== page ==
Tips for Renting Out Your Property for Inaugural Week
We reported in today's Post about the sluggish inaugural housing market. But for those who do score last-minute deals to rent out their properties, the National Apartment Association in Arlington, Va., has issued a number of tips for homeowners to protect themselves and ensure the transaction goes smoothly. (And don't forget that the D.C. government has a sample housing contract available for guidance on its Web site.)
Tips for Those Renting Units/Rooms During Inauguration Week
Draw up a basic, legally binding agreement to secure payment that includes a clause about damaged property. Get 50% of the “rent” as a security deposit in advance.
Give strong consideration to doing a background check of the resident. It costs about $30 to $40 and can be done in minutes. Search for “resident screening” to find a vendor. Incorporate the cost of the screening into what you are charging for “rent.”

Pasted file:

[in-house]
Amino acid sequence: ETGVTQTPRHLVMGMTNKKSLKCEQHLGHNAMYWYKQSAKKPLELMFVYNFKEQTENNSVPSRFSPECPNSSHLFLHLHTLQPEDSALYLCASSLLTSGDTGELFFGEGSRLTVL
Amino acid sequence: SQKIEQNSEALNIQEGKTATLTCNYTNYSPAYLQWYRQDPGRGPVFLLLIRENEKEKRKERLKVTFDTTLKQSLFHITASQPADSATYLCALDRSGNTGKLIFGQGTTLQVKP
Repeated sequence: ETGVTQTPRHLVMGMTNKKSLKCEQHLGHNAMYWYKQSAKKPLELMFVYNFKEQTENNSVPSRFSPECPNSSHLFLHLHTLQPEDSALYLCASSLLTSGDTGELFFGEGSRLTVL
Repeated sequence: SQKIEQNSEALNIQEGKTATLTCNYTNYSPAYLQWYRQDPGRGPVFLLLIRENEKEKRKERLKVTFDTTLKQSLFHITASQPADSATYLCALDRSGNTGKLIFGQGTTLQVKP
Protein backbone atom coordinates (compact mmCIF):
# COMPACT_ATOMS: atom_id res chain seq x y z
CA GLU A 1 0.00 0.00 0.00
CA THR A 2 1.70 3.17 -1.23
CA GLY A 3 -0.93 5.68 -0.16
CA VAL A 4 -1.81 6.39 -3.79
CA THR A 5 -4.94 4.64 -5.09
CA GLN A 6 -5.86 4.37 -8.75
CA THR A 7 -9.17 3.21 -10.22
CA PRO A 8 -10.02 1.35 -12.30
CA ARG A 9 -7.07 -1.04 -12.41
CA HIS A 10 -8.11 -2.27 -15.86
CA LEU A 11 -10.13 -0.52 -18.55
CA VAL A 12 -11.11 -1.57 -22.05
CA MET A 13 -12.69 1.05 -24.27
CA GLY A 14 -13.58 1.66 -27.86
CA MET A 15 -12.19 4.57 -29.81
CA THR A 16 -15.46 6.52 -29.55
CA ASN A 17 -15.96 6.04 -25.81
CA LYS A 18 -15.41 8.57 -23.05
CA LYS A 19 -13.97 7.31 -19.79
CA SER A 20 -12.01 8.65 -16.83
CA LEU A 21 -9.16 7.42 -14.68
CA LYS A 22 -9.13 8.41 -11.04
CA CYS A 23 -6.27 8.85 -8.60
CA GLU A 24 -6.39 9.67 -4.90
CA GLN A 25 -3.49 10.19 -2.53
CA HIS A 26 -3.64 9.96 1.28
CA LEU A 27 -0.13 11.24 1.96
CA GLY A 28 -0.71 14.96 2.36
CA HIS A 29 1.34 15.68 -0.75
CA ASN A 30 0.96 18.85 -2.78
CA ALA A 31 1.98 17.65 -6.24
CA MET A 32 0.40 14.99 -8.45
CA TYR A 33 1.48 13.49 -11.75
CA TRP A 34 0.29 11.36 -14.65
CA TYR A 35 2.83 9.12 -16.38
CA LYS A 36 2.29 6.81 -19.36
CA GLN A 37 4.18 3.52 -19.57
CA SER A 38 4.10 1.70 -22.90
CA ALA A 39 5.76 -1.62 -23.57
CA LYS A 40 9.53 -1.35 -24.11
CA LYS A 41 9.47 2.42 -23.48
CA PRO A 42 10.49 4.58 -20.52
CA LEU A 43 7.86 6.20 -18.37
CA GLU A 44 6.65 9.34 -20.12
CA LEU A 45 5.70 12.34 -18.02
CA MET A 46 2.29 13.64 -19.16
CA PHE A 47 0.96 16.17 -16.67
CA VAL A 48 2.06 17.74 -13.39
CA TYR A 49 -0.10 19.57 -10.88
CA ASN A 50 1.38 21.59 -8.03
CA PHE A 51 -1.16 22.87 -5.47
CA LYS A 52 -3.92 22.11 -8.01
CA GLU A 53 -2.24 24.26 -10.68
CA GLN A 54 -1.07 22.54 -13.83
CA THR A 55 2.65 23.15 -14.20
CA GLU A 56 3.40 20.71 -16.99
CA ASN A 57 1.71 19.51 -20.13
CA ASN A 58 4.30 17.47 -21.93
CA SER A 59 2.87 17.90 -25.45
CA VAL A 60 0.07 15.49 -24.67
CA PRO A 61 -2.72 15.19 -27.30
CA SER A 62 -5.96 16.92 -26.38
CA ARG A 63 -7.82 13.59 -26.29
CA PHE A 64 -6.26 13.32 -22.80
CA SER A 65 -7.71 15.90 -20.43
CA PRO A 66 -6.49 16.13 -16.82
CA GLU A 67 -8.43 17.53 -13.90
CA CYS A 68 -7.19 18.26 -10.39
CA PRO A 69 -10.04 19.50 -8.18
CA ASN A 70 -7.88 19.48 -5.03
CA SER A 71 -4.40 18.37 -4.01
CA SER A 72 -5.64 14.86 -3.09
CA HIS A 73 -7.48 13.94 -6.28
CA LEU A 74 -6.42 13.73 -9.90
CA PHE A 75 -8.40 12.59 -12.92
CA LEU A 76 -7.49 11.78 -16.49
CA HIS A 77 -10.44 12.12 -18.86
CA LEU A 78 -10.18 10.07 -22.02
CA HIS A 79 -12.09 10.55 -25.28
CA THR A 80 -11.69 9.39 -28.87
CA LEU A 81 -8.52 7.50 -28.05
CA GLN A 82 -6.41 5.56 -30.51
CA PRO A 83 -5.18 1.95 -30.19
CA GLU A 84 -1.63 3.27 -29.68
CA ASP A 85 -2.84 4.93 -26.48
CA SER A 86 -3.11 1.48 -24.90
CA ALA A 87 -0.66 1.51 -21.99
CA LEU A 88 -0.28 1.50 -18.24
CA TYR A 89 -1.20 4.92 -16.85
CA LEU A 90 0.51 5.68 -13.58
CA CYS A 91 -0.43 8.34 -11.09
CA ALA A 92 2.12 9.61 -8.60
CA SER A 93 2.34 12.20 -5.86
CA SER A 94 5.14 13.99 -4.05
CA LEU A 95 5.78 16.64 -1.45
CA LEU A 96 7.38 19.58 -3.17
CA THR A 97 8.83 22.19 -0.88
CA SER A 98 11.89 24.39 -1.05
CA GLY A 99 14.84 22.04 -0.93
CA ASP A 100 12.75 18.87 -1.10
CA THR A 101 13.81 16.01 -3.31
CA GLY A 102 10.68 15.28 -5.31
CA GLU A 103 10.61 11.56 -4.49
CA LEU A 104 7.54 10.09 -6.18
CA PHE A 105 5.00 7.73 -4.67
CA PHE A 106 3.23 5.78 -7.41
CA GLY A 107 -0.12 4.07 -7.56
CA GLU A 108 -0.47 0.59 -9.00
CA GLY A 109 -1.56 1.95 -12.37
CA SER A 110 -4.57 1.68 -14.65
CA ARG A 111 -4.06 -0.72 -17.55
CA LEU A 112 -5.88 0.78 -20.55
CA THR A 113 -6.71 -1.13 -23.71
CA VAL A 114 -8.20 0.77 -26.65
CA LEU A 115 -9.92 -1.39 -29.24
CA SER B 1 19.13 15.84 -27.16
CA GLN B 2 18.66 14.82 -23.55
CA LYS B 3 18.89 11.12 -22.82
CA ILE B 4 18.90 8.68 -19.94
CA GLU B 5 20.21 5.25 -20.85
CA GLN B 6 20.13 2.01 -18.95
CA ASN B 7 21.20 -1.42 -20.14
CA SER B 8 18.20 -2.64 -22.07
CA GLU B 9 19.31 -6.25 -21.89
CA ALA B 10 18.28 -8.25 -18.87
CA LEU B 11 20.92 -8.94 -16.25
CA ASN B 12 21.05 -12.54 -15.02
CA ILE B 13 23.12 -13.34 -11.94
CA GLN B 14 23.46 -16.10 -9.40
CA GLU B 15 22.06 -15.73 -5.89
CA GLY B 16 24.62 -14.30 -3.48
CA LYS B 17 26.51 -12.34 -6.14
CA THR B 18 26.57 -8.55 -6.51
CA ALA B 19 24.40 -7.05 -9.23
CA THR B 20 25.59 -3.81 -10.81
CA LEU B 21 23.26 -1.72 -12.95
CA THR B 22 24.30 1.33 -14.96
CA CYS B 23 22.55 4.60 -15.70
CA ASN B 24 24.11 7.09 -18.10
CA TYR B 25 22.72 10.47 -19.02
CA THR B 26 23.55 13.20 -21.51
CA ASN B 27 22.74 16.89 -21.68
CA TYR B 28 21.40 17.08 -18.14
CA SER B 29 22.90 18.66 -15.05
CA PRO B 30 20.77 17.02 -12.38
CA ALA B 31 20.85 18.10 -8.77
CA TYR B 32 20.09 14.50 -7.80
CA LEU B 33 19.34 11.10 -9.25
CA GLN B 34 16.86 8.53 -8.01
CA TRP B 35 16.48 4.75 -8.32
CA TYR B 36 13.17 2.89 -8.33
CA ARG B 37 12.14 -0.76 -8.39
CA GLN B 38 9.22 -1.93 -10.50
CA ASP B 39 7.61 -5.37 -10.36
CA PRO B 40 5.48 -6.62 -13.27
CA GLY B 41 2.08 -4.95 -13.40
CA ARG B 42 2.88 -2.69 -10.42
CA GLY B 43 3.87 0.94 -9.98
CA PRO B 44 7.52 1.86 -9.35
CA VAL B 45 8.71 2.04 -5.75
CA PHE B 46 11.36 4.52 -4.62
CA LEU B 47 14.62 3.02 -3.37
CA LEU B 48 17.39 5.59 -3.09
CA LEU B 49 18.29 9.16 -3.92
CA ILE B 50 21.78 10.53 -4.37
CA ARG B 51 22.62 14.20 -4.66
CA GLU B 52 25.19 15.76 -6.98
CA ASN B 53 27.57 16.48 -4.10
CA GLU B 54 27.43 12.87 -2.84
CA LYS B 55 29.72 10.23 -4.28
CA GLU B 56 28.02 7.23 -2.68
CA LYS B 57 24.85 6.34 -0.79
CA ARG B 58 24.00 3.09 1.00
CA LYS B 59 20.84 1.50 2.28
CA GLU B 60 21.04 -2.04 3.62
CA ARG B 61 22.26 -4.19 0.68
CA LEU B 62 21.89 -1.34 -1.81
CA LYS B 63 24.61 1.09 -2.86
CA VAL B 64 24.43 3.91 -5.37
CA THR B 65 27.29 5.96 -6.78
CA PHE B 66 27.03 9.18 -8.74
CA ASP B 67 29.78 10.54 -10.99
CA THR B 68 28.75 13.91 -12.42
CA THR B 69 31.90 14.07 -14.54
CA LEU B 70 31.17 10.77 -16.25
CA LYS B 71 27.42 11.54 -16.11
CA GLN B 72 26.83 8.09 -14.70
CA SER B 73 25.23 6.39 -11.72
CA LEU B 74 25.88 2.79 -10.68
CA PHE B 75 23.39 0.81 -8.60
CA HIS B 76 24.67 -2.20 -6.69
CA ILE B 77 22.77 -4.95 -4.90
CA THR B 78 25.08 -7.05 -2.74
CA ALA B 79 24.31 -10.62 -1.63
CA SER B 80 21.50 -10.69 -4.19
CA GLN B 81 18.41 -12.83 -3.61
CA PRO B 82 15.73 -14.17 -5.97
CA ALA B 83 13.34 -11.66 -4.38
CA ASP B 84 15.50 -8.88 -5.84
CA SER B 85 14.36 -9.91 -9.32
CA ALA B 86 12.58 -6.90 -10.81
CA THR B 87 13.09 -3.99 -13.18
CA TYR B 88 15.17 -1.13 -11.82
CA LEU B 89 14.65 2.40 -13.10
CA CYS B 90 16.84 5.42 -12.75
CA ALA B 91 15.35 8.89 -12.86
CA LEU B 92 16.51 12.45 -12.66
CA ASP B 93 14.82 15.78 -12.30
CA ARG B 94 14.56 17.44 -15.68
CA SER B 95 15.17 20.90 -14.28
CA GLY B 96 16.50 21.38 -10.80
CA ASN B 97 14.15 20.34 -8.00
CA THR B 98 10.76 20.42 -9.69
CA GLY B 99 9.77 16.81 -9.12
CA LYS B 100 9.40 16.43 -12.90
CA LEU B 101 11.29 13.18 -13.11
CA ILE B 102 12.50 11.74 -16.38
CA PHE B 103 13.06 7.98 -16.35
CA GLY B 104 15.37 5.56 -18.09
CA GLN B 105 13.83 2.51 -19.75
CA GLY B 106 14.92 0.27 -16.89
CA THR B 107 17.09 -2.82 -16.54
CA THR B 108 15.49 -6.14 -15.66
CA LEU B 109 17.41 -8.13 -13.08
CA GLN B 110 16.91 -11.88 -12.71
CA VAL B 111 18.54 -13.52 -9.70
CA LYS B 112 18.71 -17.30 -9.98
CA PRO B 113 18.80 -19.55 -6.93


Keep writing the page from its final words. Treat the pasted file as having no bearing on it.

Make sure you're protected with insurance - if someone injures themselves in your home you may be liable. Check your policy.
If you currently rent your home and are thinking of sub-letting it for the week - check with your owner to make sure you are legally allowed to do so before you post your advertisement.
Make the resident a duplicate set of keys. Send them via an insured carrier service but do not include your home address anywhere in the package in case it gets lost or stolen before reaching its intended recipient.
Change the locks after they leave. It costs approximately $150 to $175 in parts and labor to do three locks in the DC market. Incorporate this cost into what you charge for rent.
What about pets? If your lease agreement allows them, you'll have to decide if you want to let a renter bring their pet for the week. And, be clear to the resident if no pets are allowed so there are no “surprises” upon your return.
As a courtesy, alert your neighbors that they might see strangers entering and exiting your home during their stay so they don't call the police.
You'll exchange emergency numbers with your renters, but in case you are not immediately reachable leave a second local emergency contact number, especially if you plan to leave the area.
Clean out the refrigerator, make some closet space, etc. Schedule to have a cleaning company come before the renters arrive and after they leave. No one wants to see others' leftovers.
David A Nakamura
January 9, 2009; 12:30 PM ET
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